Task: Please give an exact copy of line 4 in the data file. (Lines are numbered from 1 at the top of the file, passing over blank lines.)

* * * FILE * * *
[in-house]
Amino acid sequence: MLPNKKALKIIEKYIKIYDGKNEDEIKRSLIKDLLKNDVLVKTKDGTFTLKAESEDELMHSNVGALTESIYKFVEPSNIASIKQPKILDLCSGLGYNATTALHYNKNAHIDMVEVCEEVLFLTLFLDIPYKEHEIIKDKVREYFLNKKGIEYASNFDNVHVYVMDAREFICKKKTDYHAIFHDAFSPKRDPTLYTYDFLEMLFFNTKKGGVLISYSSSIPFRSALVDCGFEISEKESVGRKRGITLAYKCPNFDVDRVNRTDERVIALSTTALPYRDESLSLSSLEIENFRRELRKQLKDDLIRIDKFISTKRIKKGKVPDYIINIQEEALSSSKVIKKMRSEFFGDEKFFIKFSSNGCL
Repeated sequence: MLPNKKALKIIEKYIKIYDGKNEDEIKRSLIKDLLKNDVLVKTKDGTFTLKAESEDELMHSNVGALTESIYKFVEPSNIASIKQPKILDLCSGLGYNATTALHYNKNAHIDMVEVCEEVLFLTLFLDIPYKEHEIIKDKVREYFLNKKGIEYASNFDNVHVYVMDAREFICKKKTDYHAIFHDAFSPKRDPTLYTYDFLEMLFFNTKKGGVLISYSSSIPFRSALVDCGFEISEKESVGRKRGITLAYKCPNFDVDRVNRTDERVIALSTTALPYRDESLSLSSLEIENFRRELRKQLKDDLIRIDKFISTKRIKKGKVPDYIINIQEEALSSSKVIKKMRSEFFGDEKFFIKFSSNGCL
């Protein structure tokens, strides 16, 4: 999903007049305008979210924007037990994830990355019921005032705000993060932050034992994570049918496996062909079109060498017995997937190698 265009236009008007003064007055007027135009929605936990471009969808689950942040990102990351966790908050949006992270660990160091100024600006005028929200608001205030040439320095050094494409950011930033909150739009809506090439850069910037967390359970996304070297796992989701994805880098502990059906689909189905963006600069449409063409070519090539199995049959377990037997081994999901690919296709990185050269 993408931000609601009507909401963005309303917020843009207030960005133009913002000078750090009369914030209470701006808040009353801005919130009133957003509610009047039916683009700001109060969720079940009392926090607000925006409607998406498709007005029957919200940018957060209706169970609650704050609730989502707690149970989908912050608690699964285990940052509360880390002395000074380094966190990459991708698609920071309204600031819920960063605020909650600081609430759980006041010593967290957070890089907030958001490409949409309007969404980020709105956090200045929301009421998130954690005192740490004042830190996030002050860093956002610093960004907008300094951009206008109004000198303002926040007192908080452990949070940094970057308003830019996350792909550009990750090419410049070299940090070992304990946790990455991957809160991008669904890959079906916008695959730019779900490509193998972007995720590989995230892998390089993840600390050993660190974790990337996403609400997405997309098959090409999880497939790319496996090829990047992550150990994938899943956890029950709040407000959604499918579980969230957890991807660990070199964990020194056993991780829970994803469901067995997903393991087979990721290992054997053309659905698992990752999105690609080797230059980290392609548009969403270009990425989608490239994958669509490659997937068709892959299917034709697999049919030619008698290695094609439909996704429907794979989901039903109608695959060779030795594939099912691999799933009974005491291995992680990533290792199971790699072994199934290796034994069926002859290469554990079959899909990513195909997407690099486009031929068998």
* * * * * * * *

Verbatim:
């Protein structure tokens, strides 16, 4: 999903007049305008979210924007037990994830990355019921005032705000993060932050034992994570049918496996062909079109060498017995997937190698 265009236009008007003064007055007027135009929605936990471009969808689950942040990102990351966790908050949006992270660990160091100024600006005028929200608001205030040439320095050094494409950011930033909150739009809506090439850069910037967390359970996304070297796992989701994805880098502990059906689909189905963006600069449409063409070519090539199995049959377990037997081994999901690919296709990185050269 993408931000609601009507909401963005309303917020843009207030960005133009913002000078750090009369914030209470701006808040009353801005919130009133957003509610009047039916683009700001109060969720079940009392926090607000925006409607998406498709007005029957919200940018957060209706169970609650704050609730989502707690149970989908912050608690699964285990940052509360880390002395000074380094966190990459991708698609920071309204600031819920960063605020909650600081609430759980006041010593967290957070890089907030958001490409949409309007969404980020709105956090200045929301009421998130954690005192740490004042830190996030002050860093956002610093960004907008300094951009206008109004000198303002926040007192908080452990949070940094970057308003830019996350792909550009990750090419410049070299940090070992304990946790990455991957809160991008669904890959079906916008695959730019779900490509193998972007995720590989995230892998390089993840600390050993660190974790990337996403609400997405997309098959090409999880497939790319496996090829990047992550150990994938899943956890029950709040407000959604499918579980969230957890991807660990070199964990020194056993991780829970994803469901067995997903393991087979990721290992054997053309659905698992990752999105690609080797230059980290392609548009969403270009990425989608490239994958669509490659997937068709892959299917034709697999049919030619008698290695094609439909996704429907794979989901039903109608695959060779030795594939099912691999799933009974005491291995992680990533290792199971790699072994199934290796034994069926002859290469554990079959899909990513195909997407690099486009031929068998």